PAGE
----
Overcoming Fear and Addiction Step by Step

At the Greenfield Center’s Intensive Outpatient Program we address various issues that contribute to addiction. The following are some of the steps we take when treating addictive disorders. If you or a loved one needs help, please contact our addiction doctors now!

Overcoming Fear and Addiction Step by Step: There is a wonderful anachronism for FEAR:


Much of the fear in our lives is based on false evidence that appears to be real.

Our bodies are designed to respond with the fight or flight mechanism to real and present danger. Such as being physically attacked. In the face of real and present danger, the adrenaline flows and the blood drains out of our organs and brain and into our limbs to prepare us for fight or flight.

Yet many people spend much of their time in the anxiety and stress of fight or flight when there is no real and present danger. This is because the body responds the same way to imagined danger as it does to real danger. The body thinks that the false evidence coming from our thoughts is real.

This constant state of fear and anxiety often leads to various addictions in the hope of numbing out the difficult feelings. Food, alcohol, drugs, nicotine, gambling, sex, TV, shopping, approval, attention, work, anger, rage, violence to self and others – all can be used in attempts to block out painful feelings.

At the Greenfield Center’s Intensive Outpatient Treatment Program we explore, the addictions themselves are an abandonment of self, in that they are not a healthy and loving way of dealing with painful feelings. And it is self-abandonment that causes the most fear, anxiety, and depression.

Thus, many people are caught in a very negative circle based on self-abandonment:

Thinking negative thoughts about the future – about rejection, failure, loss of others, loss of self, loss of money – creates fear in the body and is an abandonment of self.

We are abandoning ourselves when we are allowing ourselves to make up thoughts about the future that scare us. This would be like saying to a child, “You are going to end up alone. No one will ever love you. You will be out on the streets with no food and no help.” Saying this to a child would be considered child abuse, yet many people tell these same things to themselves over and over when there is no objective truth to these statements.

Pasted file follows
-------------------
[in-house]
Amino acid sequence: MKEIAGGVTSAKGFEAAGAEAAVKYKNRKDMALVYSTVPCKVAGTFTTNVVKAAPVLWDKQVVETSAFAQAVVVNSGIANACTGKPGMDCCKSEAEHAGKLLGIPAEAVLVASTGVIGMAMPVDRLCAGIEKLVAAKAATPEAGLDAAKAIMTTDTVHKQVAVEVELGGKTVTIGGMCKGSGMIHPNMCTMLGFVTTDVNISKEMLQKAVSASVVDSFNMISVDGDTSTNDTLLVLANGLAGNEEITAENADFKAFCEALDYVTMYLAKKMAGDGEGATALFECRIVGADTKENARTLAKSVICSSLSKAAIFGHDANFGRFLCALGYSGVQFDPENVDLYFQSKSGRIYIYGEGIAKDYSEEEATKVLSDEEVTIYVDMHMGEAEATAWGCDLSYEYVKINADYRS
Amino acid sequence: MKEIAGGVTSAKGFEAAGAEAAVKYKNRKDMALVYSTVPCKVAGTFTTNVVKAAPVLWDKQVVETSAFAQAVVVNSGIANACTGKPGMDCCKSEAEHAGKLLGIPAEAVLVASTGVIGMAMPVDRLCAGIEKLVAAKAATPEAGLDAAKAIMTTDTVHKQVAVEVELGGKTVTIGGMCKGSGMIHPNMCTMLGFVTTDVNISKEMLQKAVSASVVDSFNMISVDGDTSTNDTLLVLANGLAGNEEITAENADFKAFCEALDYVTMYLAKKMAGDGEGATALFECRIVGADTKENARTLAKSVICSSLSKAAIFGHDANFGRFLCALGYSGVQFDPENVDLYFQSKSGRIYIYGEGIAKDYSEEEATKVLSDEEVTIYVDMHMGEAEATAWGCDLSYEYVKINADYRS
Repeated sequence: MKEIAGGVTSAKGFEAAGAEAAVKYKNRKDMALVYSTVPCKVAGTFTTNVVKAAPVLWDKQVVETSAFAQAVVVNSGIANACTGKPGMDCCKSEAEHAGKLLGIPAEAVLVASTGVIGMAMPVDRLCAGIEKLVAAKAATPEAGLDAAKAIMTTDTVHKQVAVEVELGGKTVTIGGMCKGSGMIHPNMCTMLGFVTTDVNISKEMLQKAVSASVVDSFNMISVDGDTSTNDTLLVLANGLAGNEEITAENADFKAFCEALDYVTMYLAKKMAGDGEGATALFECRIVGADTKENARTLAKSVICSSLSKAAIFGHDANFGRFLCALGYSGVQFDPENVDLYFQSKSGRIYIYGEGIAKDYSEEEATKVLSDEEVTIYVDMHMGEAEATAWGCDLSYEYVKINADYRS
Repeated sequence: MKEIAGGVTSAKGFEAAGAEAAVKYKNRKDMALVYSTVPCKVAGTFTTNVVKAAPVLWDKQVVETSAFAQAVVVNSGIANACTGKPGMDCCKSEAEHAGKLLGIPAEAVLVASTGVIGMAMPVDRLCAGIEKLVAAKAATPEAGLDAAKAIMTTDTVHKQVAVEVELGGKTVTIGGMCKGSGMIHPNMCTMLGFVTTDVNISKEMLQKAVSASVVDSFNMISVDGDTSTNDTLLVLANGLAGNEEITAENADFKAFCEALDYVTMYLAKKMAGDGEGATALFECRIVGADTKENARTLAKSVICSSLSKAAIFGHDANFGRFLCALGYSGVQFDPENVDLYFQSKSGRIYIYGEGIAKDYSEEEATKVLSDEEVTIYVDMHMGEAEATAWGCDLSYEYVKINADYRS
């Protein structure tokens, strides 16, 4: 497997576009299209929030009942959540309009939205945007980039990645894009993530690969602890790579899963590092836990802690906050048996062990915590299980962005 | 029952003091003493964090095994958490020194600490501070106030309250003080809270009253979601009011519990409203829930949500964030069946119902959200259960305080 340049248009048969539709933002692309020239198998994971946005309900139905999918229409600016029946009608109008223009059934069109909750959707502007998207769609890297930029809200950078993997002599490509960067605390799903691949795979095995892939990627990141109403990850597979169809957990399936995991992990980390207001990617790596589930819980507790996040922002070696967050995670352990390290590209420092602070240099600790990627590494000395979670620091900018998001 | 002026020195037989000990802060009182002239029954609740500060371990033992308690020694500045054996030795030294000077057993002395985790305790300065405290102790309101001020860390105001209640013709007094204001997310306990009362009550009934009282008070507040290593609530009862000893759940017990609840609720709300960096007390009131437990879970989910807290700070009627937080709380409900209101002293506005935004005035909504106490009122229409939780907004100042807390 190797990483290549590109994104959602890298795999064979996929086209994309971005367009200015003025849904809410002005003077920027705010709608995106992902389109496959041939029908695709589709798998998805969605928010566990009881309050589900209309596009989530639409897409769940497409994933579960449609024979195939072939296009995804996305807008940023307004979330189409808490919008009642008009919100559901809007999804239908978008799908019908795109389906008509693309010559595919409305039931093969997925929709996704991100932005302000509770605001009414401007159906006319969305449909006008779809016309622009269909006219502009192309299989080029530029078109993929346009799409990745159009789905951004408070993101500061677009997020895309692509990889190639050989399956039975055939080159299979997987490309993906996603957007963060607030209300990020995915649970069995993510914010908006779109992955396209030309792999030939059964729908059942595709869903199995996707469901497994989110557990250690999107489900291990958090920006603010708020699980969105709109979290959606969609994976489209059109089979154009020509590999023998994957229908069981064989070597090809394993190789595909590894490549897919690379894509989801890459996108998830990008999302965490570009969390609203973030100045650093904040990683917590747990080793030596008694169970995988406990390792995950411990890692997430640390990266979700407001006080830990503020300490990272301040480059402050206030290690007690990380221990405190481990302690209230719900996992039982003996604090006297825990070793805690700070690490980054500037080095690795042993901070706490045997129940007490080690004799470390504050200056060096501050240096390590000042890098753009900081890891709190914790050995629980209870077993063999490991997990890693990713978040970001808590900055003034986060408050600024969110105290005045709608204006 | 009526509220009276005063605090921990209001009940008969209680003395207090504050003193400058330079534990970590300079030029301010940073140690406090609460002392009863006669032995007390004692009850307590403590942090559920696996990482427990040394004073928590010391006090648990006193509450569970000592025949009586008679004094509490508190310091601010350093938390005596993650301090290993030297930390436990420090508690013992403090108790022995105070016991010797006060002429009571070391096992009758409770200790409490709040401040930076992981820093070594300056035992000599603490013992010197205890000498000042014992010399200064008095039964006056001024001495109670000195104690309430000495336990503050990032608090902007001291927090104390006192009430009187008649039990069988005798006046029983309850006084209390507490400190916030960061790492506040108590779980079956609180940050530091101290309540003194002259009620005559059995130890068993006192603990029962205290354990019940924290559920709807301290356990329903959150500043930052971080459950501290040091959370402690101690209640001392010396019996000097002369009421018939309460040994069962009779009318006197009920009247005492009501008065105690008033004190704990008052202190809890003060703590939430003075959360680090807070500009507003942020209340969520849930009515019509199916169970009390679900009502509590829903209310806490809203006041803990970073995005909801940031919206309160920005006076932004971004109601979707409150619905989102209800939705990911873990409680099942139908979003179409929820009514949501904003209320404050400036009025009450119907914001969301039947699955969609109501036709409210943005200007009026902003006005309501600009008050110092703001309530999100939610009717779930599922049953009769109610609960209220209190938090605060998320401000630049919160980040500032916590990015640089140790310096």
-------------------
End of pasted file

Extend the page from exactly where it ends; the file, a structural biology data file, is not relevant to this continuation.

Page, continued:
Once we have created fear with our negative thinking, we try to void the fear with our various addictions.
A void responsibility for creating our fear by turning to addictions is another self-abandonment.

This is like offering a frightened child a cookie instead of addressing the source of the fear. The self-abandonment creates deep inner emptiness and aloneness, which perpetuates the addictive behavior. It also creates neediness, leading to pulling on others for love, approval and attention.

Addictive behavior perpetuates the original fears – an endless vicious circle of self-abandonment.

The Jacksonville, FL Intensive Outpatient Program looks helps people address their fears.


There really is a way out of this! While the process of moving beyond fear and addiction is simple, it is not easy. It takes deep commitment and devotion to your peace and joy.

  1. Choose the willingness to feel your painful feelings and take responsibility for creating them, rather than continue avoiding them with your various addictions. It is only when you are willing to be with your feelings rather than avoid them that you can learn about how you are creating your own pain.